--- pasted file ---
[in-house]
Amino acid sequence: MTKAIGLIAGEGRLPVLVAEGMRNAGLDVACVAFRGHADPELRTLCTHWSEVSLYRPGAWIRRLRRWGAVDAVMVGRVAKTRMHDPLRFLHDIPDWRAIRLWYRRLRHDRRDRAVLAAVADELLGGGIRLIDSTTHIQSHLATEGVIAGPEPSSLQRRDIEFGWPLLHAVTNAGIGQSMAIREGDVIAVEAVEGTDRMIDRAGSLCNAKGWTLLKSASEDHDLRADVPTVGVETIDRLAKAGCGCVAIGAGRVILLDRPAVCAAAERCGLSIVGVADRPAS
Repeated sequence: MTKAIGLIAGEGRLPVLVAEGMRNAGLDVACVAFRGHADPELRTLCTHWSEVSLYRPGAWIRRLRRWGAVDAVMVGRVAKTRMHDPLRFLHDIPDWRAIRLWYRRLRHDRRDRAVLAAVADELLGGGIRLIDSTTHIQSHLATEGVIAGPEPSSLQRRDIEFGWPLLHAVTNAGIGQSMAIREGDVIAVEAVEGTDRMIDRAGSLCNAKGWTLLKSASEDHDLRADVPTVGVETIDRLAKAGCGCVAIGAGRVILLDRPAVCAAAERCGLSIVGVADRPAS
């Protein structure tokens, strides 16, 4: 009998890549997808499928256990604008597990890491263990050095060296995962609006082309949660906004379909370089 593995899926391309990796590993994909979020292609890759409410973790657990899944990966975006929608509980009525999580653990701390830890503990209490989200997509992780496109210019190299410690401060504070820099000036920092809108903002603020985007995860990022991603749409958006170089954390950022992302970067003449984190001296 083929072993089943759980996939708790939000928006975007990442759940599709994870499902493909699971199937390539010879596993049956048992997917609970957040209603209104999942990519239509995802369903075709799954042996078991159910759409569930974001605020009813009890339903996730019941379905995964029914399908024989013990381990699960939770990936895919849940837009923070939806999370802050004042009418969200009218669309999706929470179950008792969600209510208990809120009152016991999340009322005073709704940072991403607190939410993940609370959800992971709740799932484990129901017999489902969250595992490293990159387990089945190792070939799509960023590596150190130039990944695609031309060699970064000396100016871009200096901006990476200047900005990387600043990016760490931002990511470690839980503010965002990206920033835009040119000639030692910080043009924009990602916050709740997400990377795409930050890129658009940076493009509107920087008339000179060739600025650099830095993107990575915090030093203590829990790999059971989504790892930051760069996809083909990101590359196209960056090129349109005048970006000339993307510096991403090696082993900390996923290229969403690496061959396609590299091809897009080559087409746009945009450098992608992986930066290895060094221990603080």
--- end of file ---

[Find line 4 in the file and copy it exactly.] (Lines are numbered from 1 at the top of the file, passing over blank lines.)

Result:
């Protein structure tokens, strides 16, 4: 009998890549997808499928256990604008597990890491263990050095060296995962609006082309949660906004379909370089 593995899926391309990796590993994909979020292609890759409410973790657990899944990966975006929608509980009525999580653990701390830890503990209490989200997509992780496109210019190299410690401060504070820099000036920092809108903002603020985007995860990022991603749409958006170089954390950022992302970067003449984190001296 083929072993089943759980996939708790939000928006975007990442759940599709994870499902493909699971199937390539010879596993049956048992997917609970957040209603209104999942990519239509995802369903075709799954042996078991159910759409569930974001605020009813009890339903996730019941379905995964029914399908024989013990381990699960939770990936895919849940837009923070939806999370802050004042009418969200009218669309999706929470179950008792969600209510208990809120009152016991999340009322005073709704940072991403607190939410993940609370959800992971709740799932484990129901017999489902969250595992490293990159387990089945190792070939799509960023590596150190130039990944695609031309060699970064000396100016871009200096901006990476200047900005990387600043990016760490931002990511470690839980503010965002990206920033835009040119000639030692910080043009924009990602916050709740997400990377795409930050890129658009940076493009509107920087008339000179060739600025650099830095993107990575915090030093203590829990790999059971989504790892930051760069996809083909990101590359196209960056090129349109005048970006000339993307510096991403090696082993900390996923290229969403690496061959396609590299091809897009080559087409746009945009450098992608992986930066290895060094221990603080």